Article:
In New South Wales, there are various offences relating to dangerous driving. The penalties for these offences vary depending on the level of harm caused and the level of culpability of the offender. A finding of guilt may result in a fine and/or a term of imprisonment as well as a mandatory period of disqualification from driving.
Dangerous driving causing death
In New South Wales, the offence of dangerous driving causing death can attract penalties of up to ten years imprisonment (or up to 14 years imprisonment for an aggravated offence.) A person is guilty of this offence if a death results from heir driving and at the time they were intoxicated, driving at a dangerous speed or driving in a manner that was dangerous to the public.
Dangerous driving causing GBH
Dangerous driving causing grievous bodily harm occurs when a person sustains a really serious bodily injury as a result of another person’s dangerous driving. A person found guilty of this offence can be sentenced to up to seven years imprisonment (or 11 years if the offence is aggravated).
Negligent driving causing death occurs when a person dies as the result of another person failing to take the level of care a reasonable person would take when driving, It can result in a penalty of up to 18 months imprisonment or a fine of up to 30 penalty units for a first offence and up to two years jail and a fine or 50 penalty units for a second offence.
Negligent driving causing grievous bodily harm occurs when a person sustains really serious bodily injury because of another person’s negligent driving. This can attract a term of imprisonment of up to 18 months and a fine of up to 30 penalty units.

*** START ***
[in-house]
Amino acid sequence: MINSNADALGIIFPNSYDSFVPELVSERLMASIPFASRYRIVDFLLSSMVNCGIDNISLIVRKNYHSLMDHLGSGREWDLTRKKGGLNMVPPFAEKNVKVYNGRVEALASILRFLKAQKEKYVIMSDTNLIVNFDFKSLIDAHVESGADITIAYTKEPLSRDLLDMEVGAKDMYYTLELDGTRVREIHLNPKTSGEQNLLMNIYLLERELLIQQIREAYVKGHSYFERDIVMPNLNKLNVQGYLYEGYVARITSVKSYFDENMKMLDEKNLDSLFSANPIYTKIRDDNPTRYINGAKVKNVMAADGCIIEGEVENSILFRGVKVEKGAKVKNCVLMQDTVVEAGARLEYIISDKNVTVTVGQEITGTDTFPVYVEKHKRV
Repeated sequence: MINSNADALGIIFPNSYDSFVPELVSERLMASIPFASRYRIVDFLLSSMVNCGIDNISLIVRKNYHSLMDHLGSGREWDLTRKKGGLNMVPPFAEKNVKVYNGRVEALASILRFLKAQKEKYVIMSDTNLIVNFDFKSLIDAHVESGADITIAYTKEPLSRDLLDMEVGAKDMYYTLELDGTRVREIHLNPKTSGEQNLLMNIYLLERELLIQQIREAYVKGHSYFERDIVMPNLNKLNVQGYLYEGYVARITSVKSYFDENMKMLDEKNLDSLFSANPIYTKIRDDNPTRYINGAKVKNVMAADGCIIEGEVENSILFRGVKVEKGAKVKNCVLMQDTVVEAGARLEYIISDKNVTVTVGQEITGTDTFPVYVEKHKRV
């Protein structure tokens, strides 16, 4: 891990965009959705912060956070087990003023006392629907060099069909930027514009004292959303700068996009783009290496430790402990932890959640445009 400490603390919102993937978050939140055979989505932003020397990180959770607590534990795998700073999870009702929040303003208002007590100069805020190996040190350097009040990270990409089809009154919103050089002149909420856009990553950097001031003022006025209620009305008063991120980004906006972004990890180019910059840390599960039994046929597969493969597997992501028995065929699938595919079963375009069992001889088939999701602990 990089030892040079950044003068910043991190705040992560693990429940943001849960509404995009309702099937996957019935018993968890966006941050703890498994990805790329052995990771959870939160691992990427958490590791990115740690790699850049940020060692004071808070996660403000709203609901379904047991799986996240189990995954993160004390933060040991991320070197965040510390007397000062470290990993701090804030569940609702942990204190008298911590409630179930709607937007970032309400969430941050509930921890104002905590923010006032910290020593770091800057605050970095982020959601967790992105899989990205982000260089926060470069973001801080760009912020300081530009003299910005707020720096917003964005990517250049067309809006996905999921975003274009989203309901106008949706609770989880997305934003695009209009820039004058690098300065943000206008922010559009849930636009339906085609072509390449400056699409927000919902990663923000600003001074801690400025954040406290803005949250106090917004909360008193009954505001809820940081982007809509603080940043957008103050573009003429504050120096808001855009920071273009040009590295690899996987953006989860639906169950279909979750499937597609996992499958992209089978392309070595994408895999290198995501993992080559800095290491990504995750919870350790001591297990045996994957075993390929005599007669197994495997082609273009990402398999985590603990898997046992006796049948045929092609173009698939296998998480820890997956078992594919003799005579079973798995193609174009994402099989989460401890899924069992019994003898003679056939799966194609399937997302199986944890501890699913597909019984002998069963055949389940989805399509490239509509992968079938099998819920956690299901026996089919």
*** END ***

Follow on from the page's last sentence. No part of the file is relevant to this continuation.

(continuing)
Drive in a manner dangerous
Drive in a manner dangerous to the public can attract a term of imprisonment of up to nine months imprisonment and a fine of up to $2,200 for a first offence. It.can also lead to disqualification from driving for any period up to and including life, with a minimum disqualification period of 12 months.
Drive at a speed dangerous to the public can also attract these penalties.
Menacing Driving is driving in a way that menaces another person, either with the intention to menace a person or in circumstances where the driver ought to have known that their driving menaced another person. This is an offence under section 118 of the Road Transport Act.
A person found guilty of this offence imprisoned for up to 18 months and fined up to 30 penalty units. They will also be disqualified from driving for three years.
Reckless Driving occurs when a person drives in a way that causes a real risk of physical injury to a person who is using the road or of substantial property damage. This may consist of overtaking unsafely, or failing to remain in one’s lane while going around a bend.
Burnouts are an offence under section 116 of the Road Transport Act.
Doing burnouts is a fine-only offence; however, an aggravated offence can attract a penalty of imprisonment.
If you have any further questions or are seeking legal representation, please contact Armstrong Legal.
WHERE TO NEXT?
Traffic offences are treated seriously. Therefore, it is important to get competent legal advice as early as possible, whether you have received a penalty notice, had your licence suspended or been charged with a serious offence. Our lawyers are highly experienced and understand the difficulties you face without a licence. We can guide you through the process while dealing with the various authorities related to your matter.